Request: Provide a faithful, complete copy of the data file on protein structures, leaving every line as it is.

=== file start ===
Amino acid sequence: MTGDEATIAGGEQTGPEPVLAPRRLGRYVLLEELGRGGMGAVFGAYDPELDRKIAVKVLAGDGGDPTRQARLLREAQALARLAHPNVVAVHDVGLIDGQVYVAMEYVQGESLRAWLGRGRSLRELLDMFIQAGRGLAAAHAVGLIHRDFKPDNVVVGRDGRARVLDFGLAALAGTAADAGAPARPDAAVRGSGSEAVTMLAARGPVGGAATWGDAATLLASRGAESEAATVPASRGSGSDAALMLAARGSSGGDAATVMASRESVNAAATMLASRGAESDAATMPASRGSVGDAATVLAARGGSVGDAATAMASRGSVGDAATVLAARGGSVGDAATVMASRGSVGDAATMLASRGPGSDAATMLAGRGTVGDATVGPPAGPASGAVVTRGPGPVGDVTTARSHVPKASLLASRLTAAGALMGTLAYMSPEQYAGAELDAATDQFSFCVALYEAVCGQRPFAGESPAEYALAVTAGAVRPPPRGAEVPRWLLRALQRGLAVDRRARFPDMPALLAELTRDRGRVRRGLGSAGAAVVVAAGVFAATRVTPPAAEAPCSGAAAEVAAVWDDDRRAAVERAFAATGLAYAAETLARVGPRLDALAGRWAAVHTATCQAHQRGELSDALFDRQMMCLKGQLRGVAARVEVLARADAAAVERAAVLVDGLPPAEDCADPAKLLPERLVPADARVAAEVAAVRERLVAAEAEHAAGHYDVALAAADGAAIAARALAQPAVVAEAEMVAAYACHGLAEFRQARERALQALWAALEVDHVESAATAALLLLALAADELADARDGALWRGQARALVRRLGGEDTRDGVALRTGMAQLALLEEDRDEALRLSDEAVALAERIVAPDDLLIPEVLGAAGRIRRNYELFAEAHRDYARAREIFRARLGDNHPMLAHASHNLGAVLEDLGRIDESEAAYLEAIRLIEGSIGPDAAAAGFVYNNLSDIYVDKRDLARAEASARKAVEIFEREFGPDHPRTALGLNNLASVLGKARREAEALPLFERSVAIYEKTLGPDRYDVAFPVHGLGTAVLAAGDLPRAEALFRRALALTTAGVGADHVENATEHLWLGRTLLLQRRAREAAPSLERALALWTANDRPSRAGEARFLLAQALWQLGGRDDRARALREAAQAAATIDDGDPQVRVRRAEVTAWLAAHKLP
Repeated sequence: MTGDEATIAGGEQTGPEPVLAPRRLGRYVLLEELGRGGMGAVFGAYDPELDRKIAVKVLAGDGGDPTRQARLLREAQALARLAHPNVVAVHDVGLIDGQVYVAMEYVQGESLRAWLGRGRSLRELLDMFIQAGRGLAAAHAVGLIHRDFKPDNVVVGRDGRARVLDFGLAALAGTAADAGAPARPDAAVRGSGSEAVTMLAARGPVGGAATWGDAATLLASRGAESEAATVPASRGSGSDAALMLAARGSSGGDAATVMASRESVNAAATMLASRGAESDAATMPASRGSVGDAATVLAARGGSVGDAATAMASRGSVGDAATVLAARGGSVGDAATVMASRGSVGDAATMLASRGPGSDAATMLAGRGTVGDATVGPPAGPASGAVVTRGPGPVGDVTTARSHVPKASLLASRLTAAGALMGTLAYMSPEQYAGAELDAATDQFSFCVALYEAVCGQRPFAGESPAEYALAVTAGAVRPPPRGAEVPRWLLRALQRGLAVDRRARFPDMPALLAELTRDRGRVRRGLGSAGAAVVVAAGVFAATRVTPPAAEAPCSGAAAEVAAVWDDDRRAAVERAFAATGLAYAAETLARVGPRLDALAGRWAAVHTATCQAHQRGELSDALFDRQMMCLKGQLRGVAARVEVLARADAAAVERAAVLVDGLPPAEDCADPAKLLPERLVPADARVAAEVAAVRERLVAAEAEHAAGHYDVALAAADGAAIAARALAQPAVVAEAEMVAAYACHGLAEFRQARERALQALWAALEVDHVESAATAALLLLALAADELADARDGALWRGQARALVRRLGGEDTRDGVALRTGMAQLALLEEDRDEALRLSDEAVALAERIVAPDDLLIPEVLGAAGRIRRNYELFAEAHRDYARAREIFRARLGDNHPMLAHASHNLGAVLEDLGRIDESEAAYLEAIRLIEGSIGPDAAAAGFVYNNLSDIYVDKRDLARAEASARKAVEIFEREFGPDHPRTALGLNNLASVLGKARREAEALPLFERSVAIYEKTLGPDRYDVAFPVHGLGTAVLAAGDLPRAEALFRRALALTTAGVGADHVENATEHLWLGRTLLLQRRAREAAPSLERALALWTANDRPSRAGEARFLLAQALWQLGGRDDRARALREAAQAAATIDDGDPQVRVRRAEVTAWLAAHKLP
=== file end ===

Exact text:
Amino acid sequence: MTGDEATIAGGEQTGPEPVLAPRRLGRYVLLEELGRGGMGAVFGAYDPELDRKIAVKVLAGDGGDPTRQARLLREAQALARLAHPNVVAVHDVGLIDGQVYVAMEYVQGESLRAWLGRGRSLRELLDMFIQAGRGLAAAHAVGLIHRDFKPDNVVVGRDGRARVLDFGLAALAGTAADAGAPARPDAAVRGSGSEAVTMLAARGPVGGAATWGDAATLLASRGAESEAATVPASRGSGSDAALMLAARGSSGGDAATVMASRESVNAAATMLASRGAESDAATMPASRGSVGDAATVLAARGGSVGDAATAMASRGSVGDAATVLAARGGSVGDAATVMASRGSVGDAATMLASRGPGSDAATMLAGRGTVGDATVGPPAGPASGAVVTRGPGPVGDVTTARSHVPKASLLASRLTAAGALMGTLAYMSPEQYAGAELDAATDQFSFCVALYEAVCGQRPFAGESPAEYALAVTAGAVRPPPRGAEVPRWLLRALQRGLAVDRRARFPDMPALLAELTRDRGRVRRGLGSAGAAVVVAAGVFAATRVTPPAAEAPCSGAAAEVAAVWDDDRRAAVERAFAATGLAYAAETLARVGPRLDALAGRWAAVHTATCQAHQRGELSDALFDRQMMCLKGQLRGVAARVEVLARADAAAVERAAVLVDGLPPAEDCADPAKLLPERLVPADARVAAEVAAVRERLVAAEAEHAAGHYDVALAAADGAAIAARALAQPAVVAEAEMVAAYACHGLAEFRQARERALQALWAALEVDHVESAATAALLLLALAADELADARDGALWRGQARALVRRLGGEDTRDGVALRTGMAQLALLEEDRDEALRLSDEAVALAERIVAPDDLLIPEVLGAAGRIRRNYELFAEAHRDYARAREIFRARLGDNHPMLAHASHNLGAVLEDLGRIDESEAAYLEAIRLIEGSIGPDAAAAGFVYNNLSDIYVDKRDLARAEASARKAVEIFEREFGPDHPRTALGLNNLASVLGKARREAEALPLFERSVAIYEKTLGPDRYDVAFPVHGLGTAVLAAGDLPRAEALFRRALALTTAGVGADHVENATEHLWLGRTLLLQRRAREAAPSLERALALWTANDRPSRAGEARFLLAQALWQLGGRDDRARALREAAQAAATIDDGDPQVRVRRAEVTAWLAAHKLP
Repeated sequence: MTGDEATIAGGEQTGPEPVLAPRRLGRYVLLEELGRGGMGAVFGAYDPELDRKIAVKVLAGDGGDPTRQARLLREAQALARLAHPNVVAVHDVGLIDGQVYVAMEYVQGESLRAWLGRGRSLRELLDMFIQAGRGLAAAHAVGLIHRDFKPDNVVVGRDGRARVLDFGLAALAGTAADAGAPARPDAAVRGSGSEAVTMLAARGPVGGAATWGDAATLLASRGAESEAATVPASRGSGSDAALMLAARGSSGGDAATVMASRESVNAAATMLASRGAESDAATMPASRGSVGDAATVLAARGGSVGDAATAMASRGSVGDAATVLAARGGSVGDAATVMASRGSVGDAATMLASRGPGSDAATMLAGRGTVGDATVGPPAGPASGAVVTRGPGPVGDVTTARSHVPKASLLASRLTAAGALMGTLAYMSPEQYAGAELDAATDQFSFCVALYEAVCGQRPFAGESPAEYALAVTAGAVRPPPRGAEVPRWLLRALQRGLAVDRRARFPDMPALLAELTRDRGRVRRGLGSAGAAVVVAAGVFAATRVTPPAAEAPCSGAAAEVAAVWDDDRRAAVERAFAATGLAYAAETLARVGPRLDALAGRWAAVHTATCQAHQRGELSDALFDRQMMCLKGQLRGVAARVEVLARADAAAVERAAVLVDGLPPAEDCADPAKLLPERLVPADARVAAEVAAVRERLVAAEAEHAAGHYDVALAAADGAAIAARALAQPAVVAEAEMVAAYACHGLAEFRQARERALQALWAALEVDHVESAATAALLLLALAADELADARDGALWRGQARALVRRLGGEDTRDGVALRTGMAQLALLEEDRDEALRLSDEAVALAERIVAPDDLLIPEVLGAAGRIRRNYELFAEAHRDYARAREIFRARLGDNHPMLAHASHNLGAVLEDLGRIDESEAAYLEAIRLIEGSIGPDAAAAGFVYNNLSDIYVDKRDLARAEASARKAVEIFEREFGPDHPRTALGLNNLASVLGKARREAEALPLFERSVAIYEKTLGPDRYDVAFPVHGLGTAVLAAGDLPRAEALFRRALALTTAGVGADHVENATEHLWLGRTLLLQRRAREAAPSLERALALWTANDRPSRAGEARFLLAQALWQLGGRDDRARALREAAQAAATIDDGDPQVRVRRAEVTAWLAAHKLP